Online Program

Using GIS to assess the relationship between the built environment and obesity among adults in los angeles county

Tuesday, November 5, 2013

Diane Tan, MSPH, Department of Health Policy and Management, UCLA Fielding School of Public Health, Los Angeles, CA
Ami Shah, MPH, UCLA Center for Health Policy Research, UCLA, Los Angeles, CA
Joelle Wolstein, MPP, Center for Health Policy Research, Fielding School of Public Health, UCLA, Los Angeles, CA
Susan Babey, PhD, UCLA Center for Health Policy Research, UCLA, Los Angeles, CA
Héctor Alcalá, MPH, PhD, Department of Community Health Sciences, UCLA, Los Angeles, CA
Areas with increased access to “bad” food outlets, such as fast-food restaurants, may be associated with higher rates of obesity. Food outlet addresses collected by the Los Angeles County (LAC) Department of Public Health in 2010 were geocoded and used to calculate the number of fast-food outlets per 100,000 population for each LAC health district (HD) (n=26). To examine the relationship between obesity and food environment, these numbers were plotted over indirect estimates of obesity (BMI>=30 kg/m2 for adults 18 years old and older) from the 2009 California Health Interview Survey using ArcGIS10.1. San Antonio, a predominantly young, Latino district with the highest obesity rate (36%), had one of the most fast-food outlets (86 outlets/100,000 population). Central, an ethnically diverse district with an average obesity rate (28%), had the most fast-food outlets overall (131 outlets/100,000 population), while West, a predominantly White district with the lowest obesity rate (11%), had an average number of fast-food outlets (81 outlets/100,000 population). Additional analyses will consider other area-level factors, such sociodemographic characteristics, another measure of fast-food density (i.e., average distances between outlets relative to each total HD area), and average park space, to further assess this geographic variation in obesity and fast-food outlets. HDs with many fast-food outlets per population tended to have high obesity rates, but the relationship varied across HDs. While no causal inference can be made using cross-sectional data, GIS analyses provide the opportunity to assess factors influencing obesogenic environments in LAC, which may guide local health policies and future research.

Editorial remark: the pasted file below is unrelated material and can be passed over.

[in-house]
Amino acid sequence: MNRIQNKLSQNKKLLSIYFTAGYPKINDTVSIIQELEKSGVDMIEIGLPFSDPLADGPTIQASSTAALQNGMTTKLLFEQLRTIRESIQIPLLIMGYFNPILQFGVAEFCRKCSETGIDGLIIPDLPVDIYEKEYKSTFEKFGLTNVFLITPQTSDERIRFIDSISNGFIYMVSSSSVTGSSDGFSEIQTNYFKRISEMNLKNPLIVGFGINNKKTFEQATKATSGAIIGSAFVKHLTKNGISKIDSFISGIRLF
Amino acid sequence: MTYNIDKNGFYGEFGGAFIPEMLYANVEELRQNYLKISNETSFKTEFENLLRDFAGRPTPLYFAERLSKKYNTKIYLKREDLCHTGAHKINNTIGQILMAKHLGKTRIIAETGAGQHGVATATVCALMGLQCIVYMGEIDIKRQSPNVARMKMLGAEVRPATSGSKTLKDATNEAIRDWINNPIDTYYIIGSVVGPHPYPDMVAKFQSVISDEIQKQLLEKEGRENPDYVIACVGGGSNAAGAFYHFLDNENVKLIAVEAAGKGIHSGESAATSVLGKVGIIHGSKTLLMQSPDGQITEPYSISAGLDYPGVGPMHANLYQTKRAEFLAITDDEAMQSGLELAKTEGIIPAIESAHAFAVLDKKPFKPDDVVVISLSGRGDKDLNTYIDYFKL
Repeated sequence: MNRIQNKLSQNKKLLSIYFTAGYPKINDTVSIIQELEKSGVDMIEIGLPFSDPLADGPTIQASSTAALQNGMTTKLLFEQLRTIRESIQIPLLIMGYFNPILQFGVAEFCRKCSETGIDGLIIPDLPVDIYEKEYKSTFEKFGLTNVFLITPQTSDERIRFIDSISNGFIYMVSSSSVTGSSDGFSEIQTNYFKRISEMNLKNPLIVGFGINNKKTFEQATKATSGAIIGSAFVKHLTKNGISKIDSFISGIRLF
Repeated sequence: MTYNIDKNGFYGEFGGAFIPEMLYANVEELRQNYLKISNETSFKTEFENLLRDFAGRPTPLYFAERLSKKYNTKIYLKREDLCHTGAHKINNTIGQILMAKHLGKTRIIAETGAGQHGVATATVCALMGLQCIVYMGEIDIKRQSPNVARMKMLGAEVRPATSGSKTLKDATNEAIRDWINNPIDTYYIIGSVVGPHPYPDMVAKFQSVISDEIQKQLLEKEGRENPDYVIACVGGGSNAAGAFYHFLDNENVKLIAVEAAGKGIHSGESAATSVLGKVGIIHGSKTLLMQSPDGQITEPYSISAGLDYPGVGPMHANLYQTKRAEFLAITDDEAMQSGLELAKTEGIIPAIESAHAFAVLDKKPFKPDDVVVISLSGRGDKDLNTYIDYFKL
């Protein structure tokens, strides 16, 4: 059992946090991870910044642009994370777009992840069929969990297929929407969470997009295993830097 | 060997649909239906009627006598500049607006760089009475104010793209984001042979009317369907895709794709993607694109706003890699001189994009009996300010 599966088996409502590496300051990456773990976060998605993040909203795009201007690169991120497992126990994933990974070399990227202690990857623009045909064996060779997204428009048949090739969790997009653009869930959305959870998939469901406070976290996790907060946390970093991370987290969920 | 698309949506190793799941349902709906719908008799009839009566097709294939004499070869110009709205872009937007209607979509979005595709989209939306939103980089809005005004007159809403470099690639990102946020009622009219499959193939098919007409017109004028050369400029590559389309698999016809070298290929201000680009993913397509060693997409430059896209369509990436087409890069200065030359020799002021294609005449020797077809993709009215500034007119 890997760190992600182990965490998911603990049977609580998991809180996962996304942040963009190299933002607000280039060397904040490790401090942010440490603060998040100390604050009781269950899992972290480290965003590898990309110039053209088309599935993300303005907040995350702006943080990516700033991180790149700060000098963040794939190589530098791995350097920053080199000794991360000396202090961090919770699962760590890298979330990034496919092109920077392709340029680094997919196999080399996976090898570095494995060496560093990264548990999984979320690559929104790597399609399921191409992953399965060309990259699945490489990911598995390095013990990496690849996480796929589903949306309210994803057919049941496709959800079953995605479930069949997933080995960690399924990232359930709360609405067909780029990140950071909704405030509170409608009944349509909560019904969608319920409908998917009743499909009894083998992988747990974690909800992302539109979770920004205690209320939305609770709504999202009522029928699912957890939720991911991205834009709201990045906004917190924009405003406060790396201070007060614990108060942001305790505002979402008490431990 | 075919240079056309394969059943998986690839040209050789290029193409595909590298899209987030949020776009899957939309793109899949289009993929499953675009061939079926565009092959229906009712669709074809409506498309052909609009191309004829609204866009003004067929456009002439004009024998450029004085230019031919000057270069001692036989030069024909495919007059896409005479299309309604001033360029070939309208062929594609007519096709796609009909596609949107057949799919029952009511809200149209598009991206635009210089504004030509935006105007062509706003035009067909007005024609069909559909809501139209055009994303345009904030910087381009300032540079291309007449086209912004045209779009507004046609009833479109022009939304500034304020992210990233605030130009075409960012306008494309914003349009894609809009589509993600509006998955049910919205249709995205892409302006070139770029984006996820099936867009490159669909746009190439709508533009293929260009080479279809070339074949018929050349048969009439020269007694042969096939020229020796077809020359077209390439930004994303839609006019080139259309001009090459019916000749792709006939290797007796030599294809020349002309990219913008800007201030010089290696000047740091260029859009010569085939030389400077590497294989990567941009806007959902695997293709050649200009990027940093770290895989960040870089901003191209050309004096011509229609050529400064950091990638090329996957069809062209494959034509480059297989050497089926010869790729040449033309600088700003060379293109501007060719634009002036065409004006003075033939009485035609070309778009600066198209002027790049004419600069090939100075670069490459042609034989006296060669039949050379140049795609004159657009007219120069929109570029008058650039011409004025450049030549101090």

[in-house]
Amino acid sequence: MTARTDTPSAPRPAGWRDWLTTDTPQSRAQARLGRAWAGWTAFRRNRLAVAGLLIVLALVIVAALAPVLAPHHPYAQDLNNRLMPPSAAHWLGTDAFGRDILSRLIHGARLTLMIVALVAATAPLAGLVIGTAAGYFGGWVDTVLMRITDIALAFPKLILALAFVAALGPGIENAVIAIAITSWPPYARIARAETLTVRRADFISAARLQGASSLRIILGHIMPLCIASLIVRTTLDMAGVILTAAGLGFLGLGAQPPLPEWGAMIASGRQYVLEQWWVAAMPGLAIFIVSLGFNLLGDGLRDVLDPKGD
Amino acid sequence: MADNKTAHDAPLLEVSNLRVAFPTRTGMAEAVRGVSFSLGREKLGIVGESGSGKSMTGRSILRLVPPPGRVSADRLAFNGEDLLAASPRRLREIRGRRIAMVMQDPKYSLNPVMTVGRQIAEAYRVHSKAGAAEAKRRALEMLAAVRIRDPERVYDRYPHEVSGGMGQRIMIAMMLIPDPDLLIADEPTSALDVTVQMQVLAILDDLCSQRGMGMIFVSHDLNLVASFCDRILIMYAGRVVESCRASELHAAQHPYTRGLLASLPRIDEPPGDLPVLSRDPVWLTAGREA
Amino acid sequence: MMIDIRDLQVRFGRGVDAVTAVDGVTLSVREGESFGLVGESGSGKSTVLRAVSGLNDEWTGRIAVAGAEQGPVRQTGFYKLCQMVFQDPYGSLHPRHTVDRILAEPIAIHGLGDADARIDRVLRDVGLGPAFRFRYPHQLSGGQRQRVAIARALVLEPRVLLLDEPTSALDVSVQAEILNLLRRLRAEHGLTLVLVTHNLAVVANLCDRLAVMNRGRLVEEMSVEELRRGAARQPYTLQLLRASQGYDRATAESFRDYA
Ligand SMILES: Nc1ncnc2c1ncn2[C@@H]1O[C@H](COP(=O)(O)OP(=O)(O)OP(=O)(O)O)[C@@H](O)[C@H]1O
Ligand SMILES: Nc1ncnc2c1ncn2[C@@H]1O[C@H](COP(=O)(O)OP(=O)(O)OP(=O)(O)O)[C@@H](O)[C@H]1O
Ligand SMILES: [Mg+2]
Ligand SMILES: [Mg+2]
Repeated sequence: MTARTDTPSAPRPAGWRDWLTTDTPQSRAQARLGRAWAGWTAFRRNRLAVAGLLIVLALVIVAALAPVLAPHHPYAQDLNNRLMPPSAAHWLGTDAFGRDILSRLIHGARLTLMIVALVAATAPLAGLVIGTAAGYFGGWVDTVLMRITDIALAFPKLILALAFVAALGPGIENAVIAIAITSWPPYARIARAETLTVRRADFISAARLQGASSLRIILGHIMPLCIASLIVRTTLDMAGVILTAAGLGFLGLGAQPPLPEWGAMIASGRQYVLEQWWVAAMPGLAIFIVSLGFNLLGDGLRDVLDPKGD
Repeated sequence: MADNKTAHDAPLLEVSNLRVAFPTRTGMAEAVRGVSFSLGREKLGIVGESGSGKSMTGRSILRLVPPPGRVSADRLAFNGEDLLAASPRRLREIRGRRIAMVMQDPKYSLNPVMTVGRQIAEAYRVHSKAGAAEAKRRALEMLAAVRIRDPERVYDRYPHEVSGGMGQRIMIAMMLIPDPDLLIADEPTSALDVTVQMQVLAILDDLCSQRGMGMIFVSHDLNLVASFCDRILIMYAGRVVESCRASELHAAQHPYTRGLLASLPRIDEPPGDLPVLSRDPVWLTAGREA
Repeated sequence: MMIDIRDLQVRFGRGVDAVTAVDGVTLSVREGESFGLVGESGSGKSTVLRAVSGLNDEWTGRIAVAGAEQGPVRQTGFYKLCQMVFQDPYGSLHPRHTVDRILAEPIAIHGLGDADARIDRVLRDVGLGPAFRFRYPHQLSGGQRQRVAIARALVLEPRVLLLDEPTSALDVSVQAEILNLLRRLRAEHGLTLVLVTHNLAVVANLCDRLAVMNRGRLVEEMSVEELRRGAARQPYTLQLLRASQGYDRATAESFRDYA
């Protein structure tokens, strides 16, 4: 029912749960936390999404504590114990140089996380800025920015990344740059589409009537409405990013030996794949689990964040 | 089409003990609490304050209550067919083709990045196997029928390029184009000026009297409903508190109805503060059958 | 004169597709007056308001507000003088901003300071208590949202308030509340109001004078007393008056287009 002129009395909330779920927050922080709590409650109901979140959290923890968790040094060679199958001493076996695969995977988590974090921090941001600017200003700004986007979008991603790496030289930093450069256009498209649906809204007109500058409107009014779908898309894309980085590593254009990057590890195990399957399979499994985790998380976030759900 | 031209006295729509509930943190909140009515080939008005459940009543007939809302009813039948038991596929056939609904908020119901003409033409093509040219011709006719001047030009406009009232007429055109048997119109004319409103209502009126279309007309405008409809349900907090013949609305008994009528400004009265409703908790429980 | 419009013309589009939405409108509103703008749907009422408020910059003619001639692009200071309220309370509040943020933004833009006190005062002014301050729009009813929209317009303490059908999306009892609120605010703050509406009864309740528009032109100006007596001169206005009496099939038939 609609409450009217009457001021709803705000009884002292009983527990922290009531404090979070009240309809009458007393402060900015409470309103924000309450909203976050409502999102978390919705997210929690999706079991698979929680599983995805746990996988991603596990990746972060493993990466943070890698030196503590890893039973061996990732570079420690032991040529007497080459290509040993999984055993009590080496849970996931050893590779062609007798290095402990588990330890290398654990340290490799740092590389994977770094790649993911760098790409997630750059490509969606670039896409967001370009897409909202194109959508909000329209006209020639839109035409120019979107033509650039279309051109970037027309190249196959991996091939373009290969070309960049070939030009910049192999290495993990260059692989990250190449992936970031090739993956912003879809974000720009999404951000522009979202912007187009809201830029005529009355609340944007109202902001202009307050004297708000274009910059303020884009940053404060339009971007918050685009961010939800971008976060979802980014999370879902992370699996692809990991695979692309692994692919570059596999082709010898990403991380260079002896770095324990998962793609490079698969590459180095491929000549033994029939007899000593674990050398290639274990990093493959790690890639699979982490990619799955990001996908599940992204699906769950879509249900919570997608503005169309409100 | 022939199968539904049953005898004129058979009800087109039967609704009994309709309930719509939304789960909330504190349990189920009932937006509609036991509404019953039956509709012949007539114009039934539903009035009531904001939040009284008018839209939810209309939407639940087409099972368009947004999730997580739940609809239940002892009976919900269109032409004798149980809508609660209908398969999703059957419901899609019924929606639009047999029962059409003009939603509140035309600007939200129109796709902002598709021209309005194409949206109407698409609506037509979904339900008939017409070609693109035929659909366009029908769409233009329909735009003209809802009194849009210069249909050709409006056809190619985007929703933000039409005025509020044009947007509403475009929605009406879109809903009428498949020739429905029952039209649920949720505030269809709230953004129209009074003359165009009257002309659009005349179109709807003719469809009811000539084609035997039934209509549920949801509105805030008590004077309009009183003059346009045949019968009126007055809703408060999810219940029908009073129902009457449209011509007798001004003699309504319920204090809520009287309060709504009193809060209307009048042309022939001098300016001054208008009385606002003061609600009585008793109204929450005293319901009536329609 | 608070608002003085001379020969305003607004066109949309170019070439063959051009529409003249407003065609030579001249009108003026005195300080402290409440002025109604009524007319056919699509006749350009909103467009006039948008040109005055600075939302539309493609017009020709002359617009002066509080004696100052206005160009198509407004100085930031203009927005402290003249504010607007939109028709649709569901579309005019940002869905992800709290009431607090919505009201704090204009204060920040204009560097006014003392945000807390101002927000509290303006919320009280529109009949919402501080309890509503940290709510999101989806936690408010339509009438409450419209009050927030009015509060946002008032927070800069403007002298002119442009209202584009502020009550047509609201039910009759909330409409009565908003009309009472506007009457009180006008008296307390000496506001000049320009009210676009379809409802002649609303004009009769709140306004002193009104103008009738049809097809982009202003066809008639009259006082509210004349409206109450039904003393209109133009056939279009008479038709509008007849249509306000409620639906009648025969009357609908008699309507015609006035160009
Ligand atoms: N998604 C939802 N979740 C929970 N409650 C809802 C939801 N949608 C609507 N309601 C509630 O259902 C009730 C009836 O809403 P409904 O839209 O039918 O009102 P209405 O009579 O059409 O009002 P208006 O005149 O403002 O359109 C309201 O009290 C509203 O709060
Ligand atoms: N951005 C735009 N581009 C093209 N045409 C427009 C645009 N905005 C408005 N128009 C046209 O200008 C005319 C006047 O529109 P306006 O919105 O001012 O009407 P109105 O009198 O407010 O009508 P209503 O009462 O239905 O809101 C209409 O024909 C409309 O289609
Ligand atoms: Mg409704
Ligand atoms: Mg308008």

Learning Areas:

Assessment of individual and community needs for health education
Public health or related public policy
Public health or related research
Social and behavioral sciences

Learning Objectives:
Demonstrate the use of data from a statewide health survey and local health department. Analyze the relationship between the built environment (local food environment) and obesity prevalence using GIS mapping. Discuss the relationship between the built environment (local food environment) and obesity.

Keyword(s): Geographic Information Systems, Community Health Planning

Presenting author's disclosure statement:

Qualified on the content I am responsible for because: I am a PhD student interested using GIS technique to better understand area-level factors that affect health outcomes like obesity.
Any relevant financial relationships? No

I agree to comply with the American Public Health Association Conflict of Interest and Commercial Support Guidelines, and to disclose to the participants any off-label or experimental uses of a commercial product or service discussed in my presentation.